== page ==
American Airlines is putting more seats in almost every plane they own, according to Hugo Martin in the LA Times. To get a good idea of what this means, comfort-wise, think about putting an extra seat or two in your car. (Martin points out that it's hardly an uncommon practice: "Spirit, for example, packs 178 seats on an Airbus 320, while United Airlines puts 138 seats on the same aircraft model," he reports.) AA's fleet is comprised mostly of Boeing 737s (the best-selling jet in history) and MD-80s. The airline, currently operating in bankruptcy, plans to refit these jets with more seats to make your flight more comfortable--wait, no. It's because research has shown that smaller people are flying more, obviating the need for needlessly roomy seats in coach. Wrong again. Let's go back to the car thing.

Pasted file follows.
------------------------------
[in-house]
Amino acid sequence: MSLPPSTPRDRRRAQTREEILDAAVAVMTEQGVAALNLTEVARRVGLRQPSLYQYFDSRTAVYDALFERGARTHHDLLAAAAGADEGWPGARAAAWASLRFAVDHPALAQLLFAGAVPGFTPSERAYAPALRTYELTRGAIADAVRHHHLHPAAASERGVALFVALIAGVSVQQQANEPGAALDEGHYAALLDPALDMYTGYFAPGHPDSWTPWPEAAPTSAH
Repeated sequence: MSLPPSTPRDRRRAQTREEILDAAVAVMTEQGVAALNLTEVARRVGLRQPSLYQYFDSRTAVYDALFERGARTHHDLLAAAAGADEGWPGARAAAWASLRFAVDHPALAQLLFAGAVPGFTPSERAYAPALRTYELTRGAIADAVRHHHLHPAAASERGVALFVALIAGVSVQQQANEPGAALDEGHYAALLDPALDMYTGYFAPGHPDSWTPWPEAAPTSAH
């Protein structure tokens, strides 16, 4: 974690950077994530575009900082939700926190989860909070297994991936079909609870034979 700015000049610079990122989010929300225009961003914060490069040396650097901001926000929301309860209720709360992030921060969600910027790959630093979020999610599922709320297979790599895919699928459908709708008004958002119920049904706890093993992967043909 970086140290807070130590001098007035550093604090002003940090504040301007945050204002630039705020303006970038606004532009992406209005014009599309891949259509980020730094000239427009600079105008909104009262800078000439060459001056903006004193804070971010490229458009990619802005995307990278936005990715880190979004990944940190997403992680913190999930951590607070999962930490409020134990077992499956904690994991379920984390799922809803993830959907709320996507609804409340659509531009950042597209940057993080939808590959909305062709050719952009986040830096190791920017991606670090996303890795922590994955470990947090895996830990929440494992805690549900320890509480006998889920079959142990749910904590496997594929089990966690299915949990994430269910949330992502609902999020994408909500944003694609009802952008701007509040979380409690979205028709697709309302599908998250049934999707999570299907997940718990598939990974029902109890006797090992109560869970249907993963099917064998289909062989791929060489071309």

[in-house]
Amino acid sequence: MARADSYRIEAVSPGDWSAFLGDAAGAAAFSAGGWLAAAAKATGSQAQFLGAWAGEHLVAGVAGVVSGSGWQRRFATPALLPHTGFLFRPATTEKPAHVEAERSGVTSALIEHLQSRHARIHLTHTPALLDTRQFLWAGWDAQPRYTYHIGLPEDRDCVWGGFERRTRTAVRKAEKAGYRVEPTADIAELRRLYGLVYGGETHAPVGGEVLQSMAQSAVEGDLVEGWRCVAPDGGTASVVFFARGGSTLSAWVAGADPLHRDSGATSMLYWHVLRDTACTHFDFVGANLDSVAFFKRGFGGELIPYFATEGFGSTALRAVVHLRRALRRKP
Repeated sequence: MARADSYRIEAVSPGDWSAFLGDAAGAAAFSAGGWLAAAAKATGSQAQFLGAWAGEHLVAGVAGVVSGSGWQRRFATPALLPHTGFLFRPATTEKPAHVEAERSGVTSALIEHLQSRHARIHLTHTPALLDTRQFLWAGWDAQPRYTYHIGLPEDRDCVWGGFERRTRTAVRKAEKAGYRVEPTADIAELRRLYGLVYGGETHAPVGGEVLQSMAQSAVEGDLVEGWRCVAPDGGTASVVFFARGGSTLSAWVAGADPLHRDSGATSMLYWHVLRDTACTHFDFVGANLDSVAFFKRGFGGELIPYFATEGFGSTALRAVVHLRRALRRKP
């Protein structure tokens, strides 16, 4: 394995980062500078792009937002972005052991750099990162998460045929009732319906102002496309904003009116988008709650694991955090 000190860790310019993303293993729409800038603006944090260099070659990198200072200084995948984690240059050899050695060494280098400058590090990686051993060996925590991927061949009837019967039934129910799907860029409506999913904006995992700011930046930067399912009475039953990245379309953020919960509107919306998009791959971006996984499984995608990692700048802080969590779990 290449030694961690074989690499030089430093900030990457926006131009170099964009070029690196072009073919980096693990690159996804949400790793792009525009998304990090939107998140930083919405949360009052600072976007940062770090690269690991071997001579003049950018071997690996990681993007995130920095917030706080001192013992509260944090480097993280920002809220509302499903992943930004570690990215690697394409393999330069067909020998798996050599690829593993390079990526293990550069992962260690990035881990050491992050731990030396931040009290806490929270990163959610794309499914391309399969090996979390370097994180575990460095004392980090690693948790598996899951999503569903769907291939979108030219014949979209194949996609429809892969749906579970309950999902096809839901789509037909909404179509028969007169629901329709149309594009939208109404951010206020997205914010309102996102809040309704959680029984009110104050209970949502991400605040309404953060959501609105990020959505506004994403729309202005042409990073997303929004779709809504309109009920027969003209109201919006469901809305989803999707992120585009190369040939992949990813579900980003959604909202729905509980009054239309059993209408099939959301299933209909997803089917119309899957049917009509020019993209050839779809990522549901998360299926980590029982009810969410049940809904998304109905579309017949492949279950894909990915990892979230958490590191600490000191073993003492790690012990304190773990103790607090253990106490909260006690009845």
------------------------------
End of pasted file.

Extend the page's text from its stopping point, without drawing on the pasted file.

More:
Adding jetliner seats is like carpooling in the air. Even with only 10% of Americans carpooling, the savings add up to more than $1 billion a year. In addition to environmental concerns, those cost savings drive the practice. Consumer gasoline prices nearly tripled between 1998 and 2011 (and this week oil rose again above $100 a barrel). But during that same period, jet fuel prices made the rise in gas prices look like nothing: a barrel of jet fuel in 2012 was $123.90 compared to just $21.55 in 1998. So after you squeeze in next to your new best friend on your next flight, try to remember that he or she--who just might also be why you can't have any peanuts (just saying)--is at least lightening your financial load.
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